The top U.S. military officer said Wednesday that while the United States is still the world's most powerful fighting force, other countries are starting to close the gap.
Announcing the 2015 National Military Strategy, Joint Chiefs Chairman General Martin Dempsey said other nations are investing heavily in their military capabilities.
The general said that since the Pentagon published its last military strategy in 2011, global disorder has increased and some of the advantages the U.S. had over other nations have started to erode.
Dempsey said the U.S. military needs to be more agile, innovative and integrated, and it must remain globally engaged.
The 2015 strategy notes that Russia has "repeatedly demonstrated that it does not respect the sovereignty of its neighbors" and is willing to use force to achieve its goals. It says "Russia's military actions are undermining regional security directly and through proxy forces," a reference to its support for separatists in eastern Ukraine.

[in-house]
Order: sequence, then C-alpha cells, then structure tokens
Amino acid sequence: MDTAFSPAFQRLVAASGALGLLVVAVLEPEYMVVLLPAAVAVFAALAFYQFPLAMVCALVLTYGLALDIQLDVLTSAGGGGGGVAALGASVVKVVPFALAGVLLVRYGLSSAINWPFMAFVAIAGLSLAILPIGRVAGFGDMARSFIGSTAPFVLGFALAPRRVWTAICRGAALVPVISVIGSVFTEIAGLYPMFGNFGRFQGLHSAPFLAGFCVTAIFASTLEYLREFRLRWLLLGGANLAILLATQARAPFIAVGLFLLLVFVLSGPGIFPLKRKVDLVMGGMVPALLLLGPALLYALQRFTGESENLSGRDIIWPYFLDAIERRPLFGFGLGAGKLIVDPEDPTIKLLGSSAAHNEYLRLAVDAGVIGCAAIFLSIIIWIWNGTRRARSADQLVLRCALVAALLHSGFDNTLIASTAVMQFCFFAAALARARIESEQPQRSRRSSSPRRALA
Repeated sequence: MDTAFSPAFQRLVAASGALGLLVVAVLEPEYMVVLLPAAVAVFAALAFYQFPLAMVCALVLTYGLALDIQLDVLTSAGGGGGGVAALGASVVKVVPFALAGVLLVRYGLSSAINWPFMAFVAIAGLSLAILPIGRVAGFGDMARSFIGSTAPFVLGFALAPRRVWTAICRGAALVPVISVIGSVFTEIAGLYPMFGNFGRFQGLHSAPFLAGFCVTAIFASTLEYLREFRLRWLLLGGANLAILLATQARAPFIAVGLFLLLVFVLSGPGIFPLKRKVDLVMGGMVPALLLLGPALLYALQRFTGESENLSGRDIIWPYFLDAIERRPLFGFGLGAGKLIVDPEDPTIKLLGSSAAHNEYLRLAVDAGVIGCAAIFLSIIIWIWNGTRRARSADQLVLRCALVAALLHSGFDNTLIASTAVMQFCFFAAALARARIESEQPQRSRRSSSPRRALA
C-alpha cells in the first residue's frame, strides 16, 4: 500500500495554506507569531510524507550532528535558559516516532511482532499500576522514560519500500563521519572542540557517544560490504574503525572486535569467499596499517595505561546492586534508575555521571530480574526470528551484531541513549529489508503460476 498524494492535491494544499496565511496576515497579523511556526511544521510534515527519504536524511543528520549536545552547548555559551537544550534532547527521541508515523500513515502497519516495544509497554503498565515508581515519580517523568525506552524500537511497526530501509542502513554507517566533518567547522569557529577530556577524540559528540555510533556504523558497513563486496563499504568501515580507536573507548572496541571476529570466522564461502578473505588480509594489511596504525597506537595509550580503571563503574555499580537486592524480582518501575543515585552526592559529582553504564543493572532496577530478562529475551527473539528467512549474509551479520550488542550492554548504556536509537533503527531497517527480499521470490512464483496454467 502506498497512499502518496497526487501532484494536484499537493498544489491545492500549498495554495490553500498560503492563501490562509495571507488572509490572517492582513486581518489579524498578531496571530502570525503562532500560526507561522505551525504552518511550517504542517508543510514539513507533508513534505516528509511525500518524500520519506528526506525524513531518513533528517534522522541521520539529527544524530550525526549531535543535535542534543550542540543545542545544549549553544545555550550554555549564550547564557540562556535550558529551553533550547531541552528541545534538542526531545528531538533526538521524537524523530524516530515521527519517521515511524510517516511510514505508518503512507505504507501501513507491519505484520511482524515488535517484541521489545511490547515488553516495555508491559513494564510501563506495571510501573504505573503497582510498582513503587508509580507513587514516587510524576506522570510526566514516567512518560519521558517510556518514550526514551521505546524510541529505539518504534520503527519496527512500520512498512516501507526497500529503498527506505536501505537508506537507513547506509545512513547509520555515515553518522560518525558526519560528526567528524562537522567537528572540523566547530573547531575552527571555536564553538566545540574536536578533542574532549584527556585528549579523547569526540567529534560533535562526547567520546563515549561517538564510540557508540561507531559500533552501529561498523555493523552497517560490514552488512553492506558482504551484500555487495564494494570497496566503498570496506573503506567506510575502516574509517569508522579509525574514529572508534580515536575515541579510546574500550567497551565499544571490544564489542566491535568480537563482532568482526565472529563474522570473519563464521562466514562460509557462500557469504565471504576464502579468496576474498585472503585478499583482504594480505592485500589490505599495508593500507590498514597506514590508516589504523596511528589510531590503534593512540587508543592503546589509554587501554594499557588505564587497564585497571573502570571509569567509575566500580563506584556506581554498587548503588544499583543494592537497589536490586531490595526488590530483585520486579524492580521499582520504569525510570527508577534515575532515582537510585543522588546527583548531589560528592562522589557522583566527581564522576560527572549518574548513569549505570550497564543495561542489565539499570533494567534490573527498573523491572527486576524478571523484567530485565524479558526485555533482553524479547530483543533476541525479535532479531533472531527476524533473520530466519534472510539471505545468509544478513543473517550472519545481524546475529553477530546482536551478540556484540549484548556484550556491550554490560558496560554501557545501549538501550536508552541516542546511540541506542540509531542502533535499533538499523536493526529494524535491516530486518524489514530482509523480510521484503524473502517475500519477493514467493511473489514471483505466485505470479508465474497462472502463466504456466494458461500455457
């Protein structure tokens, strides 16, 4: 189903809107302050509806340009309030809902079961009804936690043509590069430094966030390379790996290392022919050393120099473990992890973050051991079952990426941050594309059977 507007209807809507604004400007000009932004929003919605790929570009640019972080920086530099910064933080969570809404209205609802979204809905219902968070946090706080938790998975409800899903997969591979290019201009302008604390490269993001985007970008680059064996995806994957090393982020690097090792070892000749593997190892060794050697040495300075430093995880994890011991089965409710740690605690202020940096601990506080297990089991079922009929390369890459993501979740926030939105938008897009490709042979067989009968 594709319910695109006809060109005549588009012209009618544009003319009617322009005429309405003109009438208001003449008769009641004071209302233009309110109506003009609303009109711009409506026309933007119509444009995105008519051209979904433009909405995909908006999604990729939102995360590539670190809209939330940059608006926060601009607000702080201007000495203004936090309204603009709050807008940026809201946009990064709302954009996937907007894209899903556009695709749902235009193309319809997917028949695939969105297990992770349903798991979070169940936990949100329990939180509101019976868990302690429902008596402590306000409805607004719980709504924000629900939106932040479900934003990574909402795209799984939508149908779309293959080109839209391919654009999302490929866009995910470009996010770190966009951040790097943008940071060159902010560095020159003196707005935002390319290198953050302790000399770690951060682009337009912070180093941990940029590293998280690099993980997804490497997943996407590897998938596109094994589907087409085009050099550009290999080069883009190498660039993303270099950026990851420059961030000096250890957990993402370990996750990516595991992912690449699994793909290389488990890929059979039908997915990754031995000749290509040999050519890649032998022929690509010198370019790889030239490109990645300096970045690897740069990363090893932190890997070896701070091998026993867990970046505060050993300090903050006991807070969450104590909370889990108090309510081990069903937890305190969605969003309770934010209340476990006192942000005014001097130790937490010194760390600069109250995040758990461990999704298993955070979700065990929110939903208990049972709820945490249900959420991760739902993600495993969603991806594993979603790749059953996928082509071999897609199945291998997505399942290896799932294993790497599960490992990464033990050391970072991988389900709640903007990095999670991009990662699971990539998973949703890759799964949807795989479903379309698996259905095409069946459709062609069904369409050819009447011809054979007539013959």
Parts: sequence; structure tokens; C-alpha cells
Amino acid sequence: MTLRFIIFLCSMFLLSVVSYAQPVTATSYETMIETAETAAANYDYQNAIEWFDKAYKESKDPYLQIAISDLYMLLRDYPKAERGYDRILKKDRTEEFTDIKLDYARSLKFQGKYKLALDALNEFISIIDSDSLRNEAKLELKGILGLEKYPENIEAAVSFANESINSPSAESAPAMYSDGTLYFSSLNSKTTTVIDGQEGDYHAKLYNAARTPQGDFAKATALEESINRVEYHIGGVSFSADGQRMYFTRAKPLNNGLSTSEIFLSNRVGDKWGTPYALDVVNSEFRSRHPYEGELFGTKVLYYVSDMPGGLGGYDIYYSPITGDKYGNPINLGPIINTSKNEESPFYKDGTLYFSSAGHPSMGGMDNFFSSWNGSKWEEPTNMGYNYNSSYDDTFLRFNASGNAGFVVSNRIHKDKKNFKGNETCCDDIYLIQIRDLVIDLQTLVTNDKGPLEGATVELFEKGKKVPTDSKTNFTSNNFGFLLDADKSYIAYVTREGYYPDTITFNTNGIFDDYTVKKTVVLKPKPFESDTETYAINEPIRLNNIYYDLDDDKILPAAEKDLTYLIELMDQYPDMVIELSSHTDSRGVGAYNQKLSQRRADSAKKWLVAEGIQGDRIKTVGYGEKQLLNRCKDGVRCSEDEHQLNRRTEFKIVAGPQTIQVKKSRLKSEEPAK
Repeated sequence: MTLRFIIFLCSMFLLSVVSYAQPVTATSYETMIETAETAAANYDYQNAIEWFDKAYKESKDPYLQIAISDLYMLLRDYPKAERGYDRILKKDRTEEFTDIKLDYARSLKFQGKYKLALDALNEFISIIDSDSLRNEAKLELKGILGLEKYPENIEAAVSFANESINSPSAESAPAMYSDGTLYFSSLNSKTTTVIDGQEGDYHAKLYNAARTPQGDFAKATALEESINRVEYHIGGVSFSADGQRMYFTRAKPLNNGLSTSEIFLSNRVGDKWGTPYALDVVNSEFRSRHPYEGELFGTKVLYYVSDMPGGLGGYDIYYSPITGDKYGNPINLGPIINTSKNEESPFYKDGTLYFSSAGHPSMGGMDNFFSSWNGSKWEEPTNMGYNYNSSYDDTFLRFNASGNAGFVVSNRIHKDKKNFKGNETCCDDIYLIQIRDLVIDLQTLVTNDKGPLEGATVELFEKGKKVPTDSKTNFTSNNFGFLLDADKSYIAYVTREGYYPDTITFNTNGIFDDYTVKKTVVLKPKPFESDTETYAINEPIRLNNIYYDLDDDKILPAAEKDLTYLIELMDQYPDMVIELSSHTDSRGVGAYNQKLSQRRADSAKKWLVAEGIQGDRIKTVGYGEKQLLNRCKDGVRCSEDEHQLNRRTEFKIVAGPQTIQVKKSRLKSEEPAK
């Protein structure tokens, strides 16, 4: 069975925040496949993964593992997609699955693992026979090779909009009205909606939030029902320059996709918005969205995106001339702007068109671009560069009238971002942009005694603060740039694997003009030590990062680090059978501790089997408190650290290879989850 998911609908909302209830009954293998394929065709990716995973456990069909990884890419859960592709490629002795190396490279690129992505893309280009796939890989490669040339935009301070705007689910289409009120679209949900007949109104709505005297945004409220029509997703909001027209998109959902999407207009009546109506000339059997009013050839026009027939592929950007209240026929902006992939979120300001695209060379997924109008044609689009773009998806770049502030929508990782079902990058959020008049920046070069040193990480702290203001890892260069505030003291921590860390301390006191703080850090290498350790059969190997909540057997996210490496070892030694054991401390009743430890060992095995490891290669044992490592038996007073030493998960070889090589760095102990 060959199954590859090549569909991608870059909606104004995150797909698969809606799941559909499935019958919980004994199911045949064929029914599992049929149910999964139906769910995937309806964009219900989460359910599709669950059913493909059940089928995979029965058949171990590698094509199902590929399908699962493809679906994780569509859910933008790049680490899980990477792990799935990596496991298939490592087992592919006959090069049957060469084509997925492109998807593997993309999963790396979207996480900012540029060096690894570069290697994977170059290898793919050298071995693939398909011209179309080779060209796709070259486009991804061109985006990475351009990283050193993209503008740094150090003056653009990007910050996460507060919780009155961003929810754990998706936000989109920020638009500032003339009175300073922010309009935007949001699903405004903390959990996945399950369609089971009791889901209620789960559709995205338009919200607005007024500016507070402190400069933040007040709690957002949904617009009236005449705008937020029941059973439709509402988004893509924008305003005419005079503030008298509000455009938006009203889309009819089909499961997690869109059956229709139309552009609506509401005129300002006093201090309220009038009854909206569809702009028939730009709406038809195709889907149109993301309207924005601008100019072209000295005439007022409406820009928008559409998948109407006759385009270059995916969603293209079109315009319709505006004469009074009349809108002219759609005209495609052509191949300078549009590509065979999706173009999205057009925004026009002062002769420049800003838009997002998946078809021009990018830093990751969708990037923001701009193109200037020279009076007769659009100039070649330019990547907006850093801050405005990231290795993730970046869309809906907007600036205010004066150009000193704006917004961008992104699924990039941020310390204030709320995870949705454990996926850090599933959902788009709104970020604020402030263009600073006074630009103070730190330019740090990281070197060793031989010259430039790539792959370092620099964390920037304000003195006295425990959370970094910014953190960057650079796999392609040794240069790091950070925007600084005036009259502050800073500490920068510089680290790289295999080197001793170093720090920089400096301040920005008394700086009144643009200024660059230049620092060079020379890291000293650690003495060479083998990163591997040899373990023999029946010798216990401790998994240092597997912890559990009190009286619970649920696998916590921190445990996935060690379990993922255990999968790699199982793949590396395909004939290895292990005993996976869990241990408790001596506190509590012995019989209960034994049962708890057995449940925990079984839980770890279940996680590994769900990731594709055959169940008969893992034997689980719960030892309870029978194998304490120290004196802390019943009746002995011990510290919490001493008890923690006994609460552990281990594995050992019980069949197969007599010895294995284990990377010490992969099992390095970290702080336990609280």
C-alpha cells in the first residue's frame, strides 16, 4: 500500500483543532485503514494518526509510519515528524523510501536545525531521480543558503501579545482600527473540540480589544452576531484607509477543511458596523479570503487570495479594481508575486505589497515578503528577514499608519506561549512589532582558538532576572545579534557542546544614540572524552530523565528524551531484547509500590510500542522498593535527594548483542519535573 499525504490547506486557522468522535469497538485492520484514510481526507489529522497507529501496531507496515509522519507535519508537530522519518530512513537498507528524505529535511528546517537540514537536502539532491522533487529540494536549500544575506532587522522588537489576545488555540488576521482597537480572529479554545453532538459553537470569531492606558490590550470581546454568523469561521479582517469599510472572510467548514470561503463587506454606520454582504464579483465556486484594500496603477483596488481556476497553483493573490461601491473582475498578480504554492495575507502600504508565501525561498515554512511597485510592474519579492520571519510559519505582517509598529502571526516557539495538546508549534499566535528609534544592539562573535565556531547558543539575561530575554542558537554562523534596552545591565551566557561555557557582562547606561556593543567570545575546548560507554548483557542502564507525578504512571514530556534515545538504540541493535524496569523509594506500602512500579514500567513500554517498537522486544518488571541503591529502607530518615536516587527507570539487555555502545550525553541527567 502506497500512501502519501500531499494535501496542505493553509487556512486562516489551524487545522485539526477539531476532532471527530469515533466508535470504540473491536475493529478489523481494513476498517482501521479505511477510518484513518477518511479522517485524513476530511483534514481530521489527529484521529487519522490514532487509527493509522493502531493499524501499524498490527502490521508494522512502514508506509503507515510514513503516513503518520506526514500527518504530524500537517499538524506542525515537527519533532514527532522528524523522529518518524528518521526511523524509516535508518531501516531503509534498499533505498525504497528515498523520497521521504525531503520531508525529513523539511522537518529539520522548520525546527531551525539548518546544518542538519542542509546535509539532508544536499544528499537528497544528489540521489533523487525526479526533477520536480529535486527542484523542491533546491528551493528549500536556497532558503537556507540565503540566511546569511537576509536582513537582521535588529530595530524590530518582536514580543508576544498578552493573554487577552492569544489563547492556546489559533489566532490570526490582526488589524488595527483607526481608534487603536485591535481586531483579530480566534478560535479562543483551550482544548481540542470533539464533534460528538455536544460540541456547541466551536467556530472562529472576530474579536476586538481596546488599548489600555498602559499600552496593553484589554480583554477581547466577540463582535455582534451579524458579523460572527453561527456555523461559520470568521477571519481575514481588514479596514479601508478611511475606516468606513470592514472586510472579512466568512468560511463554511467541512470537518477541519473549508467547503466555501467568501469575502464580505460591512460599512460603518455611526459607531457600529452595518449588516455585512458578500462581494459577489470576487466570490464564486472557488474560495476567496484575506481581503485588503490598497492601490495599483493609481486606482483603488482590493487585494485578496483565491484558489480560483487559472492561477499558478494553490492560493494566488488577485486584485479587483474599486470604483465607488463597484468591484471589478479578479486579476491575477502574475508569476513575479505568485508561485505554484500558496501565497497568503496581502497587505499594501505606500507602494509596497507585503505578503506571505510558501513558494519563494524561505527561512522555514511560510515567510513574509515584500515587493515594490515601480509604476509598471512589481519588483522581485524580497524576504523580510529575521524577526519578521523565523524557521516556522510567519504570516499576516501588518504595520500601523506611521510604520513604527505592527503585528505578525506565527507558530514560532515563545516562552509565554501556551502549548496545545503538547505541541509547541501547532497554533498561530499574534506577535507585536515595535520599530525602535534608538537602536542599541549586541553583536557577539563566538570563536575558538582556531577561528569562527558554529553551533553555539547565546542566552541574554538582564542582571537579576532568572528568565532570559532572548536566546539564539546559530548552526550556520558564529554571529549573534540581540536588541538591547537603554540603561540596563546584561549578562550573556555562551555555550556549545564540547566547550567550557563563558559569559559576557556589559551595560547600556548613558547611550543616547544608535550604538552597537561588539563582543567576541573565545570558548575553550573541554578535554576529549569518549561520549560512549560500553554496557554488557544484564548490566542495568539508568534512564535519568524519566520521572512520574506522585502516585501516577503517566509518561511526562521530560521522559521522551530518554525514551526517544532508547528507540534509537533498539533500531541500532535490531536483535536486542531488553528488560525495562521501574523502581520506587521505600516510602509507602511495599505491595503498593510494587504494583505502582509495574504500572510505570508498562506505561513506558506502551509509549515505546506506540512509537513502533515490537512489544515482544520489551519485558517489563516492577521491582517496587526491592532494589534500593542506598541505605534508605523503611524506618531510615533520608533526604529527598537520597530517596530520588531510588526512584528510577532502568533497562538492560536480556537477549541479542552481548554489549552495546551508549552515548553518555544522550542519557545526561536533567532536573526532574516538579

The strategy says Iran's nuclear program worries U.S. allies in the Mideast and that Iran actively sponsors terrorist groups in Iraq, Lebanon, Syria and Yemen.
It calls North Korea an "outlaw state" with atomic weapons and says it is building missiles capable of reaching the U.S.
But the strategy says China is in a "different class" and encourages the Chinese to "become a partner for greater international security."
It does say, however, that China could be a threat to the U.S. and that its actions in the South China Sea — where China has flaunted its military might in island disputes with its neighbors — are "worrisome."
The strategy says globalization and technology are letting people travel around the world in a way never seen before, and that makes a complex security situation even more complicated.
The Islamic State group in 2015 is not like al-Qaida in 2011, with a command-and-control unit giving orders. Dempsey called Islamic State "transregional" with other terrorist groups placing themselves under the Islamic State umbrella.
He said the U.S. is trying to build a network to combat the group — one that must be sustainable and endure.